Tuesday 27 June 2017

Growing season

Some poor deluded soul was on the radio last week saying that houses didn't need kitchens, that cooking was drudgery and the expense of a kitchen, he quoted the figure of fifty thousand, ridiculous. Well, I agree with his last point, there's no need to spend anything like that amount to get a decent kitchen. But on all other points the man was talking rubbish and possibly eating rubbish quite often as well since all his food, he told us, is, 'bought in'. More money than sense, obviously.I don't know why they gave him air time.
We are eating like kings from food harvested from the garden. The pleasures that man has no concept of - there's no food that tastes as good as a freshly picked and prepared food, it's organic, untouched by other hands and makes sense financially as well.

The carrots are a healthy crop
with seed waiting to be collected from last season's carrots.
Their flower heads are so attractive.
Parsley is seeding amongst the asparagus
and as crops are lifted they create a space for more planting
well netted against the pigeons!
The mangetout flourished in the sunshine while we were away from home and were well past picking by the time we returned so they also are being left and the seed collected once ripe to keep for next year's planting. I've sown another row in the space left by some of the lifted (and eaten!) 'Charlotte' potatoes.
The whole garden is in a state of lush chaos. There's lots that needs doing, but the temperature is pleasant, the days are long and it's the time just to enjoy the space that we are in.

Vines and clematis on the shed roof
and 'Raubritter' looking over the wall.
In the greenhouse
the 'Red Cherry' tomatoes are growing,

although still small and green.
Only 'Cinderella' is unhappy. Go to the ball? That's all she's done. The least bit of wind and rain and she refuses to open, her top petals close, the whole flower head forms a tight ball and drops off. She's a fair weather creature and a great disappointment.

Friday 23 June 2017


On Sunday we drove over the North York Moors to Whitby to stay with brother and sister-in-law. It was another lovely warm and sunny day for strolling around the town.
Too late to buy kippers from the famous kipper shop
it had just closed for the day.
We walked to the headland
for a view over the town.

People were exploring the shoreline under the cliffs. Perhaps they were looking for pieces of jet, made popular when Queen Victoria wore it as her mourning jewellery.
We walked along the harbour wall 
watching the day tripper boats come and go.
Usually, once the boats leave the calm waters of the harbour it's a bucking ride. But today the water beyond the harbour mouth was as calm as a mill pond. Time to climb aboard and go to sea ourselves!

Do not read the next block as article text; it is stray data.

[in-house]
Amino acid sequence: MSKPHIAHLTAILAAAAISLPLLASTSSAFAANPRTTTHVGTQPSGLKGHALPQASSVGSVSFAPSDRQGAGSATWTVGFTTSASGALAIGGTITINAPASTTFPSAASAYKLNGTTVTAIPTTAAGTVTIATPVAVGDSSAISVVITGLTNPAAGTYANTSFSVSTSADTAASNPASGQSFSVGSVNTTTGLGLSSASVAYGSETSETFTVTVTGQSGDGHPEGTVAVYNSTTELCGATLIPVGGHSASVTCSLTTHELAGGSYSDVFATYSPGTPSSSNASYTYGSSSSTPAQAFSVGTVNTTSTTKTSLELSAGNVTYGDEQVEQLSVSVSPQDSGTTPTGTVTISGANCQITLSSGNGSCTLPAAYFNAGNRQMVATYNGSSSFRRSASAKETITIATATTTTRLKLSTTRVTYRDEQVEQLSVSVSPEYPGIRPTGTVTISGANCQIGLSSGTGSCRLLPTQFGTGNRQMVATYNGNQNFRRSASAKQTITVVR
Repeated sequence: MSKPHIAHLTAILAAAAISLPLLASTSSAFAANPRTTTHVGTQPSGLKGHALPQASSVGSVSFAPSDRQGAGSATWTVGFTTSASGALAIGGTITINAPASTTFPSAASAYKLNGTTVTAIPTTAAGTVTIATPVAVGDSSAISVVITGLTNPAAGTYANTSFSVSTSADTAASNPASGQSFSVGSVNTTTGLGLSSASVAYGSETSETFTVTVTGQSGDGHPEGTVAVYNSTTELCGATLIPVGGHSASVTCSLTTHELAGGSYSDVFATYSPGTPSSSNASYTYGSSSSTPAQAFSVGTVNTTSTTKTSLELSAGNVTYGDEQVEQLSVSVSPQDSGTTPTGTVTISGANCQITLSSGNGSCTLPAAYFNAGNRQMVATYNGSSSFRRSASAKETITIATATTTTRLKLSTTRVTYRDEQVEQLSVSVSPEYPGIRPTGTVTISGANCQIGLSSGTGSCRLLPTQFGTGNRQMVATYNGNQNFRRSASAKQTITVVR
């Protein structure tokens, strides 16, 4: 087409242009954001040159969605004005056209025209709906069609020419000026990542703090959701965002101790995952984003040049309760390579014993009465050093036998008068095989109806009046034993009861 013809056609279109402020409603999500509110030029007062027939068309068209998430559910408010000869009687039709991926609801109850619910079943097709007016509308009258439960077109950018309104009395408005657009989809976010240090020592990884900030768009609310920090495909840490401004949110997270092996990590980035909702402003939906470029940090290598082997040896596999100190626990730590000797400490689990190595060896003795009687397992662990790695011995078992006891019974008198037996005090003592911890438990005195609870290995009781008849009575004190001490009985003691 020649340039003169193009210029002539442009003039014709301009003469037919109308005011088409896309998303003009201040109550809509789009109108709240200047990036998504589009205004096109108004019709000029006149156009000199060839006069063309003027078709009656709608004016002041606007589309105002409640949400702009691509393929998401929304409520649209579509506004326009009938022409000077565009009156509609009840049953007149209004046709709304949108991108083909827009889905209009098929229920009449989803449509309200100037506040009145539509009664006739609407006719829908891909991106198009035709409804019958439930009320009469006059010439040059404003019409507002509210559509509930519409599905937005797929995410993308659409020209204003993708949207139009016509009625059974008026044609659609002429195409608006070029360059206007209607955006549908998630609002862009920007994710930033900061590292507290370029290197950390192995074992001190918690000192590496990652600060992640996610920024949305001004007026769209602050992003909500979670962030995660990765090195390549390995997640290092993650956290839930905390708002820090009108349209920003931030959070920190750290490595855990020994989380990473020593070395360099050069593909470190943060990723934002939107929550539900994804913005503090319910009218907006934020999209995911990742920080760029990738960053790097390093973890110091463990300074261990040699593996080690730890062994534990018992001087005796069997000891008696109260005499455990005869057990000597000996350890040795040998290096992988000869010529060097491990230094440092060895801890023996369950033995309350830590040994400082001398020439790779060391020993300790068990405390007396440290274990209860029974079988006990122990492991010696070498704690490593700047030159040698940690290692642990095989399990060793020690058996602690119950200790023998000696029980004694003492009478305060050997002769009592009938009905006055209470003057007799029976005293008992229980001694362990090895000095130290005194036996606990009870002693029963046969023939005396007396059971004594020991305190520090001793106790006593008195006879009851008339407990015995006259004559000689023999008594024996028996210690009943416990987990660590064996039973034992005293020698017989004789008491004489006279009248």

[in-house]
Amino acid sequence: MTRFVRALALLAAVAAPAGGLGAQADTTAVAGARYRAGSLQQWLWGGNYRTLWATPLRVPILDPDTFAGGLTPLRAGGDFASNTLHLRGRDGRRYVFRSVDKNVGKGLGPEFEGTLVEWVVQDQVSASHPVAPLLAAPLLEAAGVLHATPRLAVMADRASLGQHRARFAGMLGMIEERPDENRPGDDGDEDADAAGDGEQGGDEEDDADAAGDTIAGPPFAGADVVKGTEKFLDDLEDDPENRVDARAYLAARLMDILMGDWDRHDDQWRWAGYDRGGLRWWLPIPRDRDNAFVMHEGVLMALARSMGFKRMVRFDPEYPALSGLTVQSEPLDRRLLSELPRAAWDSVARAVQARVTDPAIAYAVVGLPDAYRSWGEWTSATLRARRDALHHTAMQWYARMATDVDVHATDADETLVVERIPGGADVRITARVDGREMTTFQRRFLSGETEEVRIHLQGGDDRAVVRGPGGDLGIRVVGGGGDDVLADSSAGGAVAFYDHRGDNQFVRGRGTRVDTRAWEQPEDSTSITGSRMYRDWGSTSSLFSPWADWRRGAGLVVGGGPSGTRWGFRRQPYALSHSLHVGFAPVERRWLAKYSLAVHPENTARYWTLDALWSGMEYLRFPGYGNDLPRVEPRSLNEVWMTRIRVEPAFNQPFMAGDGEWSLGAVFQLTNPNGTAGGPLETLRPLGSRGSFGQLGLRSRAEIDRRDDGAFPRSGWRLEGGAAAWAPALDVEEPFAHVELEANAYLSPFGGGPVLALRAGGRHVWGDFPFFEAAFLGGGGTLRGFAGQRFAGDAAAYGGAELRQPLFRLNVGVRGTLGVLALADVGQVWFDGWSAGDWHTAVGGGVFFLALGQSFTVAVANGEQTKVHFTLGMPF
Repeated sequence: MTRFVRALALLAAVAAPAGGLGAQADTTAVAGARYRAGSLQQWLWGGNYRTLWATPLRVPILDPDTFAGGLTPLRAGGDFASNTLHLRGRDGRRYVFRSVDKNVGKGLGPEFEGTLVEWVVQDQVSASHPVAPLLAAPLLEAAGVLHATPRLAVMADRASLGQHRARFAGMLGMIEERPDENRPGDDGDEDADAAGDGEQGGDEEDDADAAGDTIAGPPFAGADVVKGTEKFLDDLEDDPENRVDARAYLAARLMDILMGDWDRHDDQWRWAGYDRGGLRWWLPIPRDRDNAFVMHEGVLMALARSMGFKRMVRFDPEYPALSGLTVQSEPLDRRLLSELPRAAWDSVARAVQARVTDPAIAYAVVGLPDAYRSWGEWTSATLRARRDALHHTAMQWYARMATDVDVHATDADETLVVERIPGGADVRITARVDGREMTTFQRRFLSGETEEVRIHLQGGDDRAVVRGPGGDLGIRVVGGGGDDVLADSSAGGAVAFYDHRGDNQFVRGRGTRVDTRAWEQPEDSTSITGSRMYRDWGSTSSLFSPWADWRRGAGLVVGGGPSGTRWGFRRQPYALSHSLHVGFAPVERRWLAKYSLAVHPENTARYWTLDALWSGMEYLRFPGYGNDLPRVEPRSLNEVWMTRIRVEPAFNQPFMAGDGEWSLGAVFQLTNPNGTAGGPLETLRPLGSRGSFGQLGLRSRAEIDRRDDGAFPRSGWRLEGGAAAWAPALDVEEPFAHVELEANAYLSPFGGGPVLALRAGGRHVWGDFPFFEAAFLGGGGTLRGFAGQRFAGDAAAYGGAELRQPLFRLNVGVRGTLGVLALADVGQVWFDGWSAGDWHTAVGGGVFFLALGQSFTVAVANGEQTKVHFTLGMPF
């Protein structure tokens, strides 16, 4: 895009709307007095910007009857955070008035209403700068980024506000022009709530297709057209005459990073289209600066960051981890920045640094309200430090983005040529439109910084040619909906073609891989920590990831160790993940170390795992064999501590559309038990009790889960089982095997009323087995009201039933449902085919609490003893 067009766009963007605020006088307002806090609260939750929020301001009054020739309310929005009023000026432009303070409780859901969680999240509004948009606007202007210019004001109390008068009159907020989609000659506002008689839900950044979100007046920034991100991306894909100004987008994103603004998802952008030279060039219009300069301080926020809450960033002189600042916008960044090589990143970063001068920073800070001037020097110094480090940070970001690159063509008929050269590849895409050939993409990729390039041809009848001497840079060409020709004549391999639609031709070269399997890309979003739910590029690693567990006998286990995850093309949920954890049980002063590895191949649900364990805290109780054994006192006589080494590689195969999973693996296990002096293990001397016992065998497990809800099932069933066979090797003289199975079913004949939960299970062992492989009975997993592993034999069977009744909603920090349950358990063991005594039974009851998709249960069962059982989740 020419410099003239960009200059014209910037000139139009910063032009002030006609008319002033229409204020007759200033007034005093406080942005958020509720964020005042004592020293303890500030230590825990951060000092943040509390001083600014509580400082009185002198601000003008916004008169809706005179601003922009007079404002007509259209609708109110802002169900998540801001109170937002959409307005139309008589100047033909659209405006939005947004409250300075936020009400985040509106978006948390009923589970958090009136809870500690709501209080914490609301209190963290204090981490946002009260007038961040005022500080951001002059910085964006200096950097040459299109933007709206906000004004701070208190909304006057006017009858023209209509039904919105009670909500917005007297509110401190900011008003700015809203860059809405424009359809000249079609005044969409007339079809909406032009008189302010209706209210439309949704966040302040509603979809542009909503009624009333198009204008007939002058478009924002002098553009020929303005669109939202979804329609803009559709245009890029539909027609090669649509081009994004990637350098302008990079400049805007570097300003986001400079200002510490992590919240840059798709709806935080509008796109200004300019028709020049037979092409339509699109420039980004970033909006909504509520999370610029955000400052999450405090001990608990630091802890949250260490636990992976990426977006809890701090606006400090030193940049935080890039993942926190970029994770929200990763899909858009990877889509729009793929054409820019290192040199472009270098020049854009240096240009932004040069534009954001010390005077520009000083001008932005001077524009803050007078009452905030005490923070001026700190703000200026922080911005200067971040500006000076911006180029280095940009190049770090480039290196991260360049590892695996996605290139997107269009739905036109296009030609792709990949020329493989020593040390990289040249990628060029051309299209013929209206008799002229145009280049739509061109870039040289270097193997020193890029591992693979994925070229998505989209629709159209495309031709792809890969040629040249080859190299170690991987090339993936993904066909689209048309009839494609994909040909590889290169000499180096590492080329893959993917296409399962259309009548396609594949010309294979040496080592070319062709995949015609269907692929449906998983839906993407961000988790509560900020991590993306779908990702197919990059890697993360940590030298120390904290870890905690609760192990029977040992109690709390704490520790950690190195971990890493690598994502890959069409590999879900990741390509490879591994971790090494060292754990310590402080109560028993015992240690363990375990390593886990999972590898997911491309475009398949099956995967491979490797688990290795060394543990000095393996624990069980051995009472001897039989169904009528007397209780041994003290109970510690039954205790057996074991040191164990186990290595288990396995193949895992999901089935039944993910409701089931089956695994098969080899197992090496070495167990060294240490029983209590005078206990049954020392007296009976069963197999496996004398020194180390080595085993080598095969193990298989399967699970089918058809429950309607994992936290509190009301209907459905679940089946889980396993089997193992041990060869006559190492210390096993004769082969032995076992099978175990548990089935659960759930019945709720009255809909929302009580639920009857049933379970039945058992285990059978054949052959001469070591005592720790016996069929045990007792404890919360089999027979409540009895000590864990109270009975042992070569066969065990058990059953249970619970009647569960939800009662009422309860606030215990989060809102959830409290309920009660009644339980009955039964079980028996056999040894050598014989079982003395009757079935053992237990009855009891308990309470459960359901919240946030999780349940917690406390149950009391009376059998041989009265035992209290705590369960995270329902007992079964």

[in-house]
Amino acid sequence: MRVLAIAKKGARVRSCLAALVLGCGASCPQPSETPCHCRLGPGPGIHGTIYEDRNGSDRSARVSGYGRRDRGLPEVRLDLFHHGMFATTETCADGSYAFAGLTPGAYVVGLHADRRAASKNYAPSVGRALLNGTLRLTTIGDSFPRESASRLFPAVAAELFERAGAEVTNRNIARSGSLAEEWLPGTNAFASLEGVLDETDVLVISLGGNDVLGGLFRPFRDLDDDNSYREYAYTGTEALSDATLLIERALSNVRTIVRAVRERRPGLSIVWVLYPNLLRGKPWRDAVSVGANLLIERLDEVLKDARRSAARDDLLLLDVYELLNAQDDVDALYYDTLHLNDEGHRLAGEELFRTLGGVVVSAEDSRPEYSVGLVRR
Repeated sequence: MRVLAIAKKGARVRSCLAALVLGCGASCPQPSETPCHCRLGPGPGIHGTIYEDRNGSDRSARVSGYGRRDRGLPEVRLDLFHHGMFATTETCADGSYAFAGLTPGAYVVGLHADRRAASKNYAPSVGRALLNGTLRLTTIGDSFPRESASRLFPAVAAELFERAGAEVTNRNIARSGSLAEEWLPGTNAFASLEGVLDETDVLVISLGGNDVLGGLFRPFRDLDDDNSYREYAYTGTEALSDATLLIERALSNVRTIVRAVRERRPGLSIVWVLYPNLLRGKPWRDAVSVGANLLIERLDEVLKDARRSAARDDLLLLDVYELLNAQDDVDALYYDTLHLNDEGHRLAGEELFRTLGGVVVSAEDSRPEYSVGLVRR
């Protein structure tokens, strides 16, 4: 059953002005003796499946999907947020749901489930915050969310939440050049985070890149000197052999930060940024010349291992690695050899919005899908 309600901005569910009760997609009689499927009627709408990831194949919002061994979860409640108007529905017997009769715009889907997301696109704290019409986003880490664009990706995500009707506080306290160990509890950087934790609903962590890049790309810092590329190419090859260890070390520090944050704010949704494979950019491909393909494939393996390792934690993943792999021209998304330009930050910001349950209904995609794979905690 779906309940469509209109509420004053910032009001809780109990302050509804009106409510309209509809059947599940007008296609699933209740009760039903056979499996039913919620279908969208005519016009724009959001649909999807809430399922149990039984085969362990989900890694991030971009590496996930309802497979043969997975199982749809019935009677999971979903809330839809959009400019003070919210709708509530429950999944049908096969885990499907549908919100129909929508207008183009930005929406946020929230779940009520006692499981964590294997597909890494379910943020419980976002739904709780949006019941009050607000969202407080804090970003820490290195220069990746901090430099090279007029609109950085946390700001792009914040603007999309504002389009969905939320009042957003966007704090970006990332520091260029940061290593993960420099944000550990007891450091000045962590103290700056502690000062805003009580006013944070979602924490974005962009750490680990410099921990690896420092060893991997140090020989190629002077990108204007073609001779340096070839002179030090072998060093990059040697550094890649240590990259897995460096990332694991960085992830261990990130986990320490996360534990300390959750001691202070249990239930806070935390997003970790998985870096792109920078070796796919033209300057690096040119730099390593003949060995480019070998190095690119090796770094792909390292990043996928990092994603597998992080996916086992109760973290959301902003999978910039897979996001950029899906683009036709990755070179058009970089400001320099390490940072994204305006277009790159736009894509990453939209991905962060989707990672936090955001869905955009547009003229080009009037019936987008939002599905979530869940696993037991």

Now other folks can look at us.
And we can see a different view of the Abbey.

We passed several small clinker-built  boats anchored out at sea with no-one aboard. "The salmon are running," the captain explained, a simple statement that means that the fish are making their way up river from the sea to their annual spawning ground. No fishing is allowed on Sundays but the boats are left in position to mark their spot.
Back on dry land we wandered round the streets. These old fishing towns are characterful places. Some of the street names in Whitby give you an idea of what the people must have been like. No holding back in Yorkshire!

After all the fresh sea air and sunshine it was time to eat and in Whitby that means one thing,
fish and chips and mushy peas... and scraps!
Then we walked back over the bridge
to sit in the living room
and watch the sun go down.
With a lovely afterglow

Thursday 22 June 2017

Up North

Last week we stayed overnight in the Midlands en route to a family funeral. The hotel building dates from 1640. It was damaged in the Civil War by Cromwell's army. The owners sent a bill to parliament and Cromwell paid up!

A lovely studded old oak door.
Replicas on display of the legal paperwork relating to the house.
We had an early morning start, leaving, we thought, at least an hour and a half of extra time before the morning service. I thought we would be kicking our heels in the graveyard and all seemed fine as we drove along the toll road. Then came the roadworks, followed by every light at red and the gates closed on the level crossing! We  arrived only just before the hearse.
After the service (and a catch-up with cousins who are spread far and wide) it was on to our bolthole in the Dales for a few nights. We usually go in and out of the house via the French windows but a bird flew past us in panic as we arrived. Spotted flycatchers had built a nest in the climbing rose to the left of the doors.
I put a notice on the gate and wired it shut. Both parents were busy from morning 'til night feeding their chicks, catching insects on the wing beneath the trees above the beck. They are elegant little birds, as one parent fed the chicks the other one sat on the railings waiting it's turn to arrive with a morsel.
We came and went by the front door
which we normally hardly ever use
as it leads straight out onto the road.
The garden was a tad overgrown!

I counted over a dozen bees on this plant.
It was glorious weather for walking.
I love it when I'm 'home'!
At the weekend it was Leyburn's Festival of Food and Drink and we popped along to see what was on offer. 
There were a number of stalls selling artisan gin and others with all manner of flavoured vinegars - what's that all about?!

I loved 
the Butternut baskets stall 
with baskets imported from various African countries.
Here's 'Mrs Butternut' talking to Himself.
I want one!
Not much to do with Yorkshire I hear you say. Well, that's what I thought. There were stalls selling turros from Spain, Tai food, Russian pies, food and drink from all over the place. 
Let's check out the Wensleydale Creamery, makers of my favourite Coverdale cheese (I'm not biased!) Ah, that's more like it!